A Peaceful Home

Note: On the fourth Tuesdays, I’m starting a new blog series on the Fruit of the Spirit, taking us through the nine character traits and applying that to raising kids.

“But the fruit of the Spirit is love, joy, peace, patience, kindness, goodness, faithfulness, gentleness, self-control; against such things there is no law.” Galatians 5:22-23 (ESV)

We all want peace in our homes, but in the chaos that is our lives, we often neglect to do the very things that can bring peace into our homes. Why is peace such an illusive character trait? I believe it’s because at its heart, peace is about setting aside our own wants, desires and sensibilities. If we truly want to peace, it has to start in our own hearts. If we’re not practicing peace, then we can’t expect peace to dwell in our families and homes.

How do we become lovers of peace? By becoming active peacemakers. Here are seven ways to transform ourselves into peacemakers—and to see that peace spill over into our homes. When we’re calm and peaceful, it’s much easier for our spouses and children to be so too.

Value peace over being right. I confess, this one gets under my skin! It can be hard for me to let go of being right for the sake of peace. I’m not talking about compromising my values or going contrary to God’s word—I’m referring to all the minutiae of our daily lives, the stuff that really doesn’t matter in the big picture. When we can decide to let the other person “win,” then we can have a more peaceful heart and demeanor.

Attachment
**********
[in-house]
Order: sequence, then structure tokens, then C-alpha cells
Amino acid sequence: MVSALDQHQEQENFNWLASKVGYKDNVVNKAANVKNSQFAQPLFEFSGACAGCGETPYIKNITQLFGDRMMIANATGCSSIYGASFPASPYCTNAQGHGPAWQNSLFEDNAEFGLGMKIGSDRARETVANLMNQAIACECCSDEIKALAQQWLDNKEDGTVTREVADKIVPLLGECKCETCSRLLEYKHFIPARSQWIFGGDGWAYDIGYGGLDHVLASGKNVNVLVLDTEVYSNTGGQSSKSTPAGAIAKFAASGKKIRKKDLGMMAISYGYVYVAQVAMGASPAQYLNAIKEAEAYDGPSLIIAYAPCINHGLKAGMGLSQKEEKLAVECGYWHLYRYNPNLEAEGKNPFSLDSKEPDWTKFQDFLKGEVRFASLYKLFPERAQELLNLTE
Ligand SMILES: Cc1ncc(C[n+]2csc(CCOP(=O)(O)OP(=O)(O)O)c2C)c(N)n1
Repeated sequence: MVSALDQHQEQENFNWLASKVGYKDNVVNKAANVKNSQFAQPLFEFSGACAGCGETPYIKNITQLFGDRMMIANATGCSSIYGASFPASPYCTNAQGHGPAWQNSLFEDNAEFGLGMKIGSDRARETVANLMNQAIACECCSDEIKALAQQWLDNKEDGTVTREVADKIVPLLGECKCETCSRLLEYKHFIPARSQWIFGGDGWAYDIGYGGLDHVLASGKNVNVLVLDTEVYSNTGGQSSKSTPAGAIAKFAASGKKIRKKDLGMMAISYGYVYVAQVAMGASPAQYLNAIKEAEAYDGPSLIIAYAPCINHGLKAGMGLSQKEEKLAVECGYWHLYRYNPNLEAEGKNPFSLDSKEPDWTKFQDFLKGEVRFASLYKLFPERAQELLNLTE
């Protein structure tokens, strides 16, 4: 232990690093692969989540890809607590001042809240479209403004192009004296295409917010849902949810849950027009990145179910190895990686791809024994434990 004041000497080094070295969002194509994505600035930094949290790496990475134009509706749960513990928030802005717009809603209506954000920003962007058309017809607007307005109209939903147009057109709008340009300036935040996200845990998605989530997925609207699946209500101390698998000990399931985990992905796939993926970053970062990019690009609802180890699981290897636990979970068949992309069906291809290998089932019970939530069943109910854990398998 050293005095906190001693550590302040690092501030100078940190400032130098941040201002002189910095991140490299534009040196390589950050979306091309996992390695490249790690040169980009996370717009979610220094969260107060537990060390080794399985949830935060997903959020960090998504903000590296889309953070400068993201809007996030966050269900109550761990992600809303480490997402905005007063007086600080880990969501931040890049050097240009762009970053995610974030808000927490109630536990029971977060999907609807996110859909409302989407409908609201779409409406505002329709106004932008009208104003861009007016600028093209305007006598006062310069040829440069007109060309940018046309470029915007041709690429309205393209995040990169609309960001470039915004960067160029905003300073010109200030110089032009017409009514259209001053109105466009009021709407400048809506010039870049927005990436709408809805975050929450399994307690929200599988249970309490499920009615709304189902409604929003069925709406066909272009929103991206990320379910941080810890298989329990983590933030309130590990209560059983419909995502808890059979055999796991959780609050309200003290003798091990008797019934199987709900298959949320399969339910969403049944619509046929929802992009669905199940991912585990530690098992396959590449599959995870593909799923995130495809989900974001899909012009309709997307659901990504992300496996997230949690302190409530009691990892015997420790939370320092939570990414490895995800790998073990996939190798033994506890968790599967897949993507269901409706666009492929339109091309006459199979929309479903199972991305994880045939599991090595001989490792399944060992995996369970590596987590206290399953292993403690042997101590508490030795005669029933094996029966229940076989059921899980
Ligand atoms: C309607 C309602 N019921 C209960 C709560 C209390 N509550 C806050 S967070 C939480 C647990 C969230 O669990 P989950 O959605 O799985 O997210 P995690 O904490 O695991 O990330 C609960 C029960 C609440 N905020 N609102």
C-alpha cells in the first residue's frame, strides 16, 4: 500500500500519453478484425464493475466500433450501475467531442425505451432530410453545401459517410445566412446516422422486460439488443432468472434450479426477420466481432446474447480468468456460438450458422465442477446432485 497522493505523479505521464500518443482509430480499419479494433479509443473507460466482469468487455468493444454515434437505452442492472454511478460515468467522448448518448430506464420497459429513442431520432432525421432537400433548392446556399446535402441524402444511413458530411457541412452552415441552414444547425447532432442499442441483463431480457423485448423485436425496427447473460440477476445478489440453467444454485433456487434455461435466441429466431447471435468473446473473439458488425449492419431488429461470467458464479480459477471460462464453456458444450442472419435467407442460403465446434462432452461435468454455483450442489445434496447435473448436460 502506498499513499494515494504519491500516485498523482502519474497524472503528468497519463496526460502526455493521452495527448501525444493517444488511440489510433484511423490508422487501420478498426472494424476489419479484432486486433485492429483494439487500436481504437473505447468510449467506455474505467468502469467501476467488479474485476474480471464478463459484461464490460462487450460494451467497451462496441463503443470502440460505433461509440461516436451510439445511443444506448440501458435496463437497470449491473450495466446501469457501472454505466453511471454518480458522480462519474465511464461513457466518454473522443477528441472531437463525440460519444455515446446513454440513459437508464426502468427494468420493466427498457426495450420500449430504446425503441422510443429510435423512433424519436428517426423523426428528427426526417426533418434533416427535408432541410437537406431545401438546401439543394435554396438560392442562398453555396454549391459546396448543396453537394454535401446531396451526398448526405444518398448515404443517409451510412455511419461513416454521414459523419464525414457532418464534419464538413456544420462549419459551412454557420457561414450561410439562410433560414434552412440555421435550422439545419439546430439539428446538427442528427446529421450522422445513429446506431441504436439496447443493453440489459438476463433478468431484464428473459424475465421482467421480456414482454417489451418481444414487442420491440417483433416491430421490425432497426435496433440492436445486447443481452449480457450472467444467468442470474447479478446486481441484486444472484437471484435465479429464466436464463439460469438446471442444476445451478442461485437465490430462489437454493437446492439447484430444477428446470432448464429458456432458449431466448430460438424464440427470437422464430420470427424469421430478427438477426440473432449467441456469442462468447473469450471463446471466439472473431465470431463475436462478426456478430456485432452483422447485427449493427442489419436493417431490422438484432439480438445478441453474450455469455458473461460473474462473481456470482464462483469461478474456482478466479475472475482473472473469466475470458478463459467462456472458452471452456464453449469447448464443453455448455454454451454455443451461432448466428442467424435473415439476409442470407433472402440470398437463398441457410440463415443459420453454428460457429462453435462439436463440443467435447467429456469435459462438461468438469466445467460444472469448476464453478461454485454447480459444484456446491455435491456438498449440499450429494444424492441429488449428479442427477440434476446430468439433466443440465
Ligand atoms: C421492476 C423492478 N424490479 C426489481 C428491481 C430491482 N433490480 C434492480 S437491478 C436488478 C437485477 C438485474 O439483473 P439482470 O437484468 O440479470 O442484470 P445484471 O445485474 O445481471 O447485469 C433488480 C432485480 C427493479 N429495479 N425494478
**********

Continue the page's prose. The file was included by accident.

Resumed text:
Be willing to “lose” more than you win. This goes hand-in-hand with valuing peace more than being right. When we’re not “in it to win it”—when every conversation doesn’t have to be about us coming out on top—we will bring more peace into our lives, and into the lives of everyone around us. With the world so focused on winning at all costs, it can be very freeing and, yes, peaceful, to let go of that burning need not to “lose.”

Apologize first. When saying “I’m sorry” is needed, be the first one to offer that sincere apology. Don’t wait for the other person to start the reconciliation process. You take the first step. Sure, it can be hard, especially when it’s a difficult situation and your feelings are hurt. But taking proactive steps like being willing to be the first to offer an apology is essential to being a peacemaker.